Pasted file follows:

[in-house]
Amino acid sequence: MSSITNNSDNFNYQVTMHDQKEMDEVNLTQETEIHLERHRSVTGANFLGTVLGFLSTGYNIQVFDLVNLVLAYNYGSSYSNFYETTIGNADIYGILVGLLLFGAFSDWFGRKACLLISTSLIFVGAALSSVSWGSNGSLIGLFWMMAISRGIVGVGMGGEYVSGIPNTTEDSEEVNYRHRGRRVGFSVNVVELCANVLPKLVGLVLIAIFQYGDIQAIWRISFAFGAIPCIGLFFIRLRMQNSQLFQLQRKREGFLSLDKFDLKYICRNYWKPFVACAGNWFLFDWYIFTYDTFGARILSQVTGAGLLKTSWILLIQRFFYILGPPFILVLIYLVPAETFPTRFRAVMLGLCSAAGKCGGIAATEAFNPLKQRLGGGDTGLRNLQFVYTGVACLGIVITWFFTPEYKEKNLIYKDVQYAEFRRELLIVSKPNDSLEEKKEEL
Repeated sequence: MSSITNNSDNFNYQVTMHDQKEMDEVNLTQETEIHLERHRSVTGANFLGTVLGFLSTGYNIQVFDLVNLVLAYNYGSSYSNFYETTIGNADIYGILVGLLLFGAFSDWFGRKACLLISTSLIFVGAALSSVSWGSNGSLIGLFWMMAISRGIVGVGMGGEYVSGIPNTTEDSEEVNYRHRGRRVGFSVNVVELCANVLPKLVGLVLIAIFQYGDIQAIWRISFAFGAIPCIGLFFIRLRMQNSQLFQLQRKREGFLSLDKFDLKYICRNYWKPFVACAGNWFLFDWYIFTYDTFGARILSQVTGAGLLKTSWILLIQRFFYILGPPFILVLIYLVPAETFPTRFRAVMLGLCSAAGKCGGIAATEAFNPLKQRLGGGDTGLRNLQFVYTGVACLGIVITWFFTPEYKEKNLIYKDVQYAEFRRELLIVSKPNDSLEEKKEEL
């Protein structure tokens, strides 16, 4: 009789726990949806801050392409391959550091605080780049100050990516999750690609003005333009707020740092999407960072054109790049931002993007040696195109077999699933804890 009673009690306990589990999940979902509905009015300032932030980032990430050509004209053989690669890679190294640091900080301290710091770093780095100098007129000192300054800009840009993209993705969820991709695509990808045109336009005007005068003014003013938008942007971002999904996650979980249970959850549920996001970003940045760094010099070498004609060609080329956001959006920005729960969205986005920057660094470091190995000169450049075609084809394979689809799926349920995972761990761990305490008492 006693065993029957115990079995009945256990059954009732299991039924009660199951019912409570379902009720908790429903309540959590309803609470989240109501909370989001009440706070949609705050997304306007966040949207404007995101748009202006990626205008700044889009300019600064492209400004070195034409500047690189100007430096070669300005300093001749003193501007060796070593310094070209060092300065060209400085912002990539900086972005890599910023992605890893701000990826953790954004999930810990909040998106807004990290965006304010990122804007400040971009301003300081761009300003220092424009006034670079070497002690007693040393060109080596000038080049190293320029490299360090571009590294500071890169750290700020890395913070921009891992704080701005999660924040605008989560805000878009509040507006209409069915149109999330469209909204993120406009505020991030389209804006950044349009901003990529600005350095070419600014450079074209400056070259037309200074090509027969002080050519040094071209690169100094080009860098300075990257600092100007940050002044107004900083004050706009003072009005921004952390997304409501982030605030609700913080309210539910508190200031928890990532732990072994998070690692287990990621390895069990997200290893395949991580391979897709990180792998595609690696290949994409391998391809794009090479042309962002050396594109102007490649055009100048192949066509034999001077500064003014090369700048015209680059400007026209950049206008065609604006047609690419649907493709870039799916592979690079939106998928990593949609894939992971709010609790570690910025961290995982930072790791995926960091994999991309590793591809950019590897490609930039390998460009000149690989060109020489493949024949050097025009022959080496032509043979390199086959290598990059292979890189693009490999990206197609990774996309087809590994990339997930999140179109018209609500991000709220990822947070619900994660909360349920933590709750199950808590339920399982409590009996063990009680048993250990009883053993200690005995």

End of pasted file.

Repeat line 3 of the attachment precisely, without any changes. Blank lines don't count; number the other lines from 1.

Repeated sequence: MSSITNNSDNFNYQVTMHDQKEMDEVNLTQETEIHLERHRSVTGANFLGTVLGFLSTGYNIQVFDLVNLVLAYNYGSSYSNFYETTIGNADIYGILVGLLLFGAFSDWFGRKACLLISTSLIFVGAALSSVSWGSNGSLIGLFWMMAISRGIVGVGMGGEYVSGIPNTTEDSEEVNYRHRGRRVGFSVNVVELCANVLPKLVGLVLIAIFQYGDIQAIWRISFAFGAIPCIGLFFIRLRMQNSQLFQLQRKREGFLSLDKFDLKYICRNYWKPFVACAGNWFLFDWYIFTYDTFGARILSQVTGAGLLKTSWILLIQRFFYILGPPFILVLIYLVPAETFPTRFRAVMLGLCSAAGKCGGIAATEAFNPLKQRLGGGDTGLRNLQFVYTGVACLGIVITWFFTPEYKEKNLIYKDVQYAEFRRELLIVSKPNDSLEEKKEEL